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The cost-effectiveness of isavuconazole compared to the standard of care in the treatment of patients with invasive fungal infection prior to differential pathogen diagnosis in the United Kingdom.

Authors
  • Floros, Lefteris1
  • Pagliuca, Antonio2
  • Taie, Amer Al3
  • Weidlich, Diana1
  • Rita Capparella, Maria4
  • Georgallis, Mihalina1
  • Sung, Anita Hor-Yun5
  • 1 Covance Market Access, London, United Kingdom. , (United Kingdom)
  • 2 King's College Hospital, London, United Kingdom. , (United Kingdom)
  • 3 Pfizer Ltd, Tadworth, UK.
  • 4 Pfizer PIO, Paris, France. , (France)
  • 5 Pfizer Inc, New York, NY.
Type
Published Article
Journal
Journal of medical economics
Publication Date
Jan 01, 2020
Volume
23
Issue
1
Pages
86–97
Identifiers
DOI: 10.1080/13696998.2019.1638789
PMID: 31262225
Source
Medline
Keywords
Language
English
License
Unknown

Abstract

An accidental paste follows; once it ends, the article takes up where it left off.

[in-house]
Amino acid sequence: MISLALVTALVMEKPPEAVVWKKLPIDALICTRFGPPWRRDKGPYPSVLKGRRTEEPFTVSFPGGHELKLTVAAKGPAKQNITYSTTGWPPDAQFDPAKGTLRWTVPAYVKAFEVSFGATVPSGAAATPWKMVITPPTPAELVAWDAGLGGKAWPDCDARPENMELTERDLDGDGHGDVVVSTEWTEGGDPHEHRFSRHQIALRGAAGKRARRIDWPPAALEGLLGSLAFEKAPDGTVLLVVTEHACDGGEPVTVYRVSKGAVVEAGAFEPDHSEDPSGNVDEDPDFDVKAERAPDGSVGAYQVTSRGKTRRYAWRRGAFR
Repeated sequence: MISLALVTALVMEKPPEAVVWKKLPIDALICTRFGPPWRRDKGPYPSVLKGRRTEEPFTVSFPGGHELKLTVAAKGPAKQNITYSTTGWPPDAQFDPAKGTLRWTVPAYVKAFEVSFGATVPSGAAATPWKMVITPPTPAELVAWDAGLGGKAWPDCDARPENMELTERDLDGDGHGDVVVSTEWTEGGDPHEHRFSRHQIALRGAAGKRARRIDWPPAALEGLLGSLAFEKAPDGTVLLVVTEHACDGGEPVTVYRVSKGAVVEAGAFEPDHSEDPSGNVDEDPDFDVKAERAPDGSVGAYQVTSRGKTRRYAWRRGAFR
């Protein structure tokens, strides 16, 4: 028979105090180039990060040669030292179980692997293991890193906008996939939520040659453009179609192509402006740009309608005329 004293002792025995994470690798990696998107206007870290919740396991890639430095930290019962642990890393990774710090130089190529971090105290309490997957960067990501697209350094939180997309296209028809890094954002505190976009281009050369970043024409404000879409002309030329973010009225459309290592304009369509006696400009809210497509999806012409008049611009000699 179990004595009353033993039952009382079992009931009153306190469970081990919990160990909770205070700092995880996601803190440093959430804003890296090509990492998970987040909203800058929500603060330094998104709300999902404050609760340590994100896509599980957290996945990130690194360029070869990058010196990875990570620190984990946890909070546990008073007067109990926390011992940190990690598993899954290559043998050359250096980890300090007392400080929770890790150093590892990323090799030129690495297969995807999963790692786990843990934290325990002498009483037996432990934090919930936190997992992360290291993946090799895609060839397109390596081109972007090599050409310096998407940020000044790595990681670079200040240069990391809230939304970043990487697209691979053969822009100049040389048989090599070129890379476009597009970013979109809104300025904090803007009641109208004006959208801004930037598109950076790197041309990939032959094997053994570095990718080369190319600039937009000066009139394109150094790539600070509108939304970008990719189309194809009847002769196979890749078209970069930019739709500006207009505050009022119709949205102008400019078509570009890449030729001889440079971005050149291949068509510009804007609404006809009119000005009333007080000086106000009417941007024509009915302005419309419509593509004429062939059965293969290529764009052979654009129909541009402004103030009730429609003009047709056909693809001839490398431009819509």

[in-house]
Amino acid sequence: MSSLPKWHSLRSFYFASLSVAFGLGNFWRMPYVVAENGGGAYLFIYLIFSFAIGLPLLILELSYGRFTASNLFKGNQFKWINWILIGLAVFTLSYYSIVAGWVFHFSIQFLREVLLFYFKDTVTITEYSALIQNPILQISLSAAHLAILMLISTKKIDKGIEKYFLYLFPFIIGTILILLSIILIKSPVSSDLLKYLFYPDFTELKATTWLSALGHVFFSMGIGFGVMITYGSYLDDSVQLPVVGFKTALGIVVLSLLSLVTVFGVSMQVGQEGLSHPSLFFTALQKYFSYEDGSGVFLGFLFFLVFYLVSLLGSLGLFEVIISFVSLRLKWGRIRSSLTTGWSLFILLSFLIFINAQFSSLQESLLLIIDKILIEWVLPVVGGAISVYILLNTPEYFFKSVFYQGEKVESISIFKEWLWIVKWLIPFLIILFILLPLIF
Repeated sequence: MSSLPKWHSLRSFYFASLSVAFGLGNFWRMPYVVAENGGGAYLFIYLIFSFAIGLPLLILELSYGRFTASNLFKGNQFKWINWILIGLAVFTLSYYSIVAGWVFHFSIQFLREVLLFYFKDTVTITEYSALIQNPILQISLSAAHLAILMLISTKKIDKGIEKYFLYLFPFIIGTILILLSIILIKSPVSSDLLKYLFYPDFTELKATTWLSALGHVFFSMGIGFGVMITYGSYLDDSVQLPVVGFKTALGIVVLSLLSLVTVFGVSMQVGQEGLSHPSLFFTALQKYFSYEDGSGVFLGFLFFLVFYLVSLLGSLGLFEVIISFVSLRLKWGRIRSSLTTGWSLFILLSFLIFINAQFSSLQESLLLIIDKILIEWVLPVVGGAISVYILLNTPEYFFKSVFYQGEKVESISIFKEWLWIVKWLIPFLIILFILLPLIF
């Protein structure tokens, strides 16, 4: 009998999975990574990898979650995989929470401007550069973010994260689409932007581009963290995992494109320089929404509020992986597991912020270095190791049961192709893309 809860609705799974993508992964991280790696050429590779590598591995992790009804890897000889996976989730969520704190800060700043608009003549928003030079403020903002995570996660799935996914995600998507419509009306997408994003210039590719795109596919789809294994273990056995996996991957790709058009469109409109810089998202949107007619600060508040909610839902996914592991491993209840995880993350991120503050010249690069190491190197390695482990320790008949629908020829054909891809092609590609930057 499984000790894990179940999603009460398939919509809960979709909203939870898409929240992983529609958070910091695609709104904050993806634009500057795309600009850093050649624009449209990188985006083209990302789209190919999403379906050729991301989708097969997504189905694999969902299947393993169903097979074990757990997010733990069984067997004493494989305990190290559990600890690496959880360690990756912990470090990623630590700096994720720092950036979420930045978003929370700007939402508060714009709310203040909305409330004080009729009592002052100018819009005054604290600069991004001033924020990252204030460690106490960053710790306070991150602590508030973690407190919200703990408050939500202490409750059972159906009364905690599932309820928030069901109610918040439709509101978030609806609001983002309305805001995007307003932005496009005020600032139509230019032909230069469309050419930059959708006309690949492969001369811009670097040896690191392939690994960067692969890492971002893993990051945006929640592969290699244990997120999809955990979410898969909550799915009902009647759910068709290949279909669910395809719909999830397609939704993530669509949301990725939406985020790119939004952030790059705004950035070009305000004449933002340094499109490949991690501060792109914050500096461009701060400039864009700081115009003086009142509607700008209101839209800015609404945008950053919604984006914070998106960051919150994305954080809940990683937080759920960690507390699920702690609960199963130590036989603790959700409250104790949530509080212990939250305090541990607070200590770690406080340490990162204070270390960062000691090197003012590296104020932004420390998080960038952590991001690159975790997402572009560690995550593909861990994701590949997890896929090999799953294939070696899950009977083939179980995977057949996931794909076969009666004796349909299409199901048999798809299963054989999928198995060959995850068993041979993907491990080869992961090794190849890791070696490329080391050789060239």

Aims: To estimate the cost-effectiveness of isavuconazole compared with the standard of care, voriconazole, for the treatment of patients with invasive fungal infection disease when differential diagnosis of the causative pathogen has not yet been achieved at treatment initiation.Materials and methods: The economic model was developed from the perspective of the UK National Health Service (NHS) and used a decision-tree approach to reflect real-world treatment of patients with invasive fungal infection (IFI) prior to differential pathogen diagnosis. It was assumed that 7.8% of patients with IFI prior to differential pathogen diagnosis at treatment initiation actually had mucormycosis, and confirmation of pathogen identification was achieved for 50% of all patients during treatment. To extrapolate to a lifetime horizon, the model considered expected survival based on the patients' underlying condition. The model estimated the incremental costs (costs of drugs, laboratory analysis, hospitalization, and management of adverse events) and clinical outcomes (life-years (LYs) and quality-adjusted life-years (QALYs)) of first-line treatment with isavuconazole compared with voriconazole. The robustness of the results was assessed by conducting deterministic and probabilistic sensitivity analyses.Results: Isavuconazole delivered 0.48 more LYs and 0.39 more QALYs per patient at an incremental cost of £3,228, compared with voriconazole in the treatment of patients with IFI prior to differential pathogen diagnosis. This equates to an incremental cost-effectiveness ratio (ICER) of £8,242 per additional QALY gained and £6,759 per LY gained. These results were driven by a lack of efficacy of voriconazole in mucormycosis. Results were most sensitive to the mortality of IA patients and treatment durations.Conclusions: At a willingness to pay (WTP) threshold of £30,000 per additional QALY, the use of isavuconazole for the treatment of patients with IFI prior to differential pathogen diagnosis in the UK can be considered a cost-effective allocation of healthcare resources compared with voriconazole.

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